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BRATTLEBORO — The town of Brattleboro hopes to have its pedestrian bridge back in place over the Whetstone Brook by the end of the summer.

The bridge that connects the Preston Lot with the Brattleboro Food Co-op's parking lot was removed to repair a section of wall that collapsed into the Whetstone Brook on March 15.

The collapsed wall is along the Co-op side of the brook, about 30 feet long and 10 feet high.

On Wednesday night, the Brattleboro Development Review Board approved the town's plan to repair the wall.

When the pedestrian bridge was installed in 2004, said Dan Tyler, the town's highways and utilities superintendent, a new concrete retaining wall was laid on top of an existing rock wall. On March 15, the old rock wall collapsed into the brook.

"We received an emergency stabilization permit from the stream management engineer, removed the pedestrian bridge and had a contractor install a concrete barrier in the brook to prevent further erosion of where the section of wall is missing," said Tyler.

The town will install what is called a soldier pile wall, which consists of steel H piles that are vertically driven or drilled into the earth at regular intervals. Pre-cast concrete panels shaped to look like rock walls will be attached to the piles, said Tyler.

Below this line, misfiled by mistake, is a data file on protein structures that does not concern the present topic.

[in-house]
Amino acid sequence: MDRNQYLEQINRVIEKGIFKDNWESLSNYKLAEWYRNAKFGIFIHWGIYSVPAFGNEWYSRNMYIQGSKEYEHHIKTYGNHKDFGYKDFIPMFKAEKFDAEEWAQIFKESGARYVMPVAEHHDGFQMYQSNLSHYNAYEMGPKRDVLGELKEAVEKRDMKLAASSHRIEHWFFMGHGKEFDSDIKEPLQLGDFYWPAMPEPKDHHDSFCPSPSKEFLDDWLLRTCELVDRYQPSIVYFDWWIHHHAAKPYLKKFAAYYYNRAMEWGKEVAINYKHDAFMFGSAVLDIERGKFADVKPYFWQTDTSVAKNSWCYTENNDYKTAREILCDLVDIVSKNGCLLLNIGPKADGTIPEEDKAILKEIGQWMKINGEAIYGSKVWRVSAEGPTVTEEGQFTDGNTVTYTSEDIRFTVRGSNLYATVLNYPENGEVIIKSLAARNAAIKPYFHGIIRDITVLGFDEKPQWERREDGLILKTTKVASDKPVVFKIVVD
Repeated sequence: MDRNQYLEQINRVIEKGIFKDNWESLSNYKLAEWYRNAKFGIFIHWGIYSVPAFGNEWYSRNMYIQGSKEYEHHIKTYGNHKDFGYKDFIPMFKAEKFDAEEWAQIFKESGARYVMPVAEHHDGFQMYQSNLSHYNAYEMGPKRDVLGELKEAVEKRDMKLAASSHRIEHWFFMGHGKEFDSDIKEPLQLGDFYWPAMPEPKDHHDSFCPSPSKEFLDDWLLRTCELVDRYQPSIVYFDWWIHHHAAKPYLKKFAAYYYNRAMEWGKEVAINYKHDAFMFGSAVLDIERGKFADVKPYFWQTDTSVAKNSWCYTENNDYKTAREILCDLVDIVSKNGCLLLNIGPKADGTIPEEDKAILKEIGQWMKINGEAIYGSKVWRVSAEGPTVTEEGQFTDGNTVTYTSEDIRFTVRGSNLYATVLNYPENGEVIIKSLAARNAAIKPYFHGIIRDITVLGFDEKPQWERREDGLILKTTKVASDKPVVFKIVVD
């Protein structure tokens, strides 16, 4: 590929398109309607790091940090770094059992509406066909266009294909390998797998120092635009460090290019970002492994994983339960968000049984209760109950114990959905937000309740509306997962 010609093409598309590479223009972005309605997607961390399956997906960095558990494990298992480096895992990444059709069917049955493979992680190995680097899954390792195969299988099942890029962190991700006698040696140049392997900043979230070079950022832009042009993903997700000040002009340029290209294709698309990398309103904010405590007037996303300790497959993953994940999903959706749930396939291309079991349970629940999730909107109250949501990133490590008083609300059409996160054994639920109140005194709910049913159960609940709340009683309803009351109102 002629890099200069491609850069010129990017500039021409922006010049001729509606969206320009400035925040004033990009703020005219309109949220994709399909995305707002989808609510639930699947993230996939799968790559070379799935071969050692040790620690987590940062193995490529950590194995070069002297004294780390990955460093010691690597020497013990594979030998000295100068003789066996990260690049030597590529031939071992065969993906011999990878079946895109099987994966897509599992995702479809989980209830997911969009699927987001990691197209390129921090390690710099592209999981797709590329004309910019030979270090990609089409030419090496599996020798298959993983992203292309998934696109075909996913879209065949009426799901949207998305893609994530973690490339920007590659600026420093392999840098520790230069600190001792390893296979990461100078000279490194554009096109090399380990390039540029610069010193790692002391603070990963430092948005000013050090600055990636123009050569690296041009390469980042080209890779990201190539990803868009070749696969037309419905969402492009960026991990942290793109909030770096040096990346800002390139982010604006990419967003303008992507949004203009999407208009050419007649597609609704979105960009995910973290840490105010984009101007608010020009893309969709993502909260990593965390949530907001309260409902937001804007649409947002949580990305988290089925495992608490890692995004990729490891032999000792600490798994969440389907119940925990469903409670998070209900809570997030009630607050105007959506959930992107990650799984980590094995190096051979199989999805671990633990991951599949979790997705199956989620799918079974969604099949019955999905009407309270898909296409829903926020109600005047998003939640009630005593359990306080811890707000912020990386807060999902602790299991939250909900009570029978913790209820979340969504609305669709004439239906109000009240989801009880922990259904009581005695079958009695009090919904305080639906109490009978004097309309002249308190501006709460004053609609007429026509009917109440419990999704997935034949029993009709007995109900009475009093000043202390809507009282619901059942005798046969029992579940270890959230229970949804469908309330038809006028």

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He said the town has chosen pre-cast concrete because pouring concrete in the narrow location would cause too much disturbance to the brook and was too expensive. Such work would also funnel the water into a narrow channel, which, if a strong storm happens during construction, could damage the wall on the opposite side or cause damage downstream.

"We are hoping to get to work in the next couple of weeks," said Tyler.

When the work is done, the pathway will be repaved and restamped with a brick pattern prior to the bridge being reinstalled, he said.

Tyler said the concrete panels have a life expectancy of 75 years.

Stabilizing the area in advance of installing a new wall cost $14,000. The rest of the work, including installing the pre-cast panels and restoring the stream bed and repaving the Whetstone Pathway will cost about $95,000, according to a memorandum prepared by the Department of Public Works. Pouring concrete was estimated at nearly double that, states the memo.

Renaud Brothers and Waysville Engineering will be conducting the work.

Steve Barrett, director of Brattleboro's DPW, said the project will be funded out of the town's capital reserve fund.

Bob Audette can be contacted at